A Woman of No Importance: The Untold Story of the American Spy Who Helped Win World War II

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In 1942, the Gestapo sent out an urgent transmission: She is the most dangerous of all Allied spies. We must find and destroy her. This spy was Virginia Hall, a young American woman--rejected from the foreign service because of her gender and her prosthetic leg--who talked her way into the spy organization deemed Churchill's ministry of ungentlemanly warfare, and, before the United States had even entered the war, became the first woman to deploy to occupied France. Virginia Hall was one of the greatest spies in American ...

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Elaine K

Aug 30, 2020

American Woman in French Resistance

A fascinating account of a strong woman who worked for the British in supporting the French resistance during WWII despite an injury to one foot.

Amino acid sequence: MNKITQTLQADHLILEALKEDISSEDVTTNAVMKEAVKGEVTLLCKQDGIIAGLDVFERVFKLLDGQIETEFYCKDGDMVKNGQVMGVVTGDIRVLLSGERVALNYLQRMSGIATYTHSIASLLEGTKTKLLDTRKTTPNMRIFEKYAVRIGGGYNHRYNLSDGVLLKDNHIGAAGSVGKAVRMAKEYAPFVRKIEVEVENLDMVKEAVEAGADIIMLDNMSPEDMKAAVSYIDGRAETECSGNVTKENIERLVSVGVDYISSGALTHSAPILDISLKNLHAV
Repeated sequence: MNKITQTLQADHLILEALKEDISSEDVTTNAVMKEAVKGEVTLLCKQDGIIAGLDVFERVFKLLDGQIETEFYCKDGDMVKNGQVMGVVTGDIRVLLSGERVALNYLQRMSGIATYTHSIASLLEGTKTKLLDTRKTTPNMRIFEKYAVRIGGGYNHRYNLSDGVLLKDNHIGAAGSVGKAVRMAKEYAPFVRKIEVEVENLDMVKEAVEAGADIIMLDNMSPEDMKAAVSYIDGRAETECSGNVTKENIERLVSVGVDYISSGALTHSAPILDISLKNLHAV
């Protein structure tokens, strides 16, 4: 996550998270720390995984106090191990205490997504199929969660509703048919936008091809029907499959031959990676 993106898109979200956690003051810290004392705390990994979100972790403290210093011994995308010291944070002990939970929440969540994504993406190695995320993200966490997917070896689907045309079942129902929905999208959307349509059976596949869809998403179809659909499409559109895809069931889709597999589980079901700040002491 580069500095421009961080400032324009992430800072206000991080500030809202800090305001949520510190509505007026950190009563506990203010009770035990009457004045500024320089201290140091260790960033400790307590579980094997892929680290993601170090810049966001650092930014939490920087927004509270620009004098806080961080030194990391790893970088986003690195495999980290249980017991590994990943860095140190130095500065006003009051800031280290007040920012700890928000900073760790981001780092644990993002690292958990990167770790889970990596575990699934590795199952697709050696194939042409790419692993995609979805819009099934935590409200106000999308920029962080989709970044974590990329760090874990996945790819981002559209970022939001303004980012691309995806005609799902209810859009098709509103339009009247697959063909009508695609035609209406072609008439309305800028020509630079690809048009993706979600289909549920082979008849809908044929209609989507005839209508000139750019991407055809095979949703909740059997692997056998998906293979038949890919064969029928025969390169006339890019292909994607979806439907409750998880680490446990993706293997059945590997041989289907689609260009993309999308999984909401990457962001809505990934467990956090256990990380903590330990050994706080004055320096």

karen w

Jun 19, 2020

Really gripping book - couldn't put it down

This book lived up to the New York Times review on the cover. It was written so as to read more like a novel and definitely not like a dry history. Even so, it is the true story of a remarkable woman and those around her who worked to free France during World War II.
It also is the story of how she was held back by men who were intimidated by her abilities and couldn't admit a woman could be more capable at a task than a man.
It is definitely a good read and will make you think!

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